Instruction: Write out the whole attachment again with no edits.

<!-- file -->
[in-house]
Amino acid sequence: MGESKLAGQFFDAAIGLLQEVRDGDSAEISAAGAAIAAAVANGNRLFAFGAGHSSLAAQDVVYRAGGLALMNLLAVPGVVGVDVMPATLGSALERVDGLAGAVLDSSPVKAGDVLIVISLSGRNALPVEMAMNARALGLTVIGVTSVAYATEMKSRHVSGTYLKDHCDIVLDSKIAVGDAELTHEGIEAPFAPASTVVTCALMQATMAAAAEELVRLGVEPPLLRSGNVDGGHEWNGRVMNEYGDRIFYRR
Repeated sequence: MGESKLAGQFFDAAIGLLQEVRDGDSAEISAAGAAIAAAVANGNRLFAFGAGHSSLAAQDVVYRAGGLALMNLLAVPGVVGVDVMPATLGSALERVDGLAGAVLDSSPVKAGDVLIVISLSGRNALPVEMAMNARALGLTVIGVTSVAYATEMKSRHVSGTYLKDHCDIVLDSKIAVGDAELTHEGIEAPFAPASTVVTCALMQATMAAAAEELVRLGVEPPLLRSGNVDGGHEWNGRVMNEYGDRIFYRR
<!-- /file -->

[in-house]
Amino acid sequence: MGESKLAGQFFDAAIGLLQEVRDGDSAEISAAGAAIAAAVANGNRLFAFGAGHSSLAAQDVVYRAGGLALMNLLAVPGVVGVDVMPATLGSALERVDGLAGAVLDSSPVKAGDVLIVISLSGRNALPVEMAMNARALGLTVIGVTSVAYATEMKSRHVSGTYLKDHCDIVLDSKIAVGDAELTHEGIEAPFAPASTVVTCALMQATMAAAAEELVRLGVEPPLLRSGNVDGGHEWNGRVMNEYGDRIFYRR
Repeated sequence: MGESKLAGQFFDAAIGLLQEVRDGDSAEISAAGAAIAAAVANGNRLFAFGAGHSSLAAQDVVYRAGGLALMNLLAVPGVVGVDVMPATLGSALERVDGLAGAVLDSSPVKAGDVLIVISLSGRNALPVEMAMNARALGLTVIGVTSVAYATEMKSRHVSGTYLKDHCDIVLDSKIAVGDAELTHEGIEAPFAPASTVVTCALMQATMAAAAEELVRLGVEPPLLRSGNVDGGHEWNGRVMNEYGDRIFYRR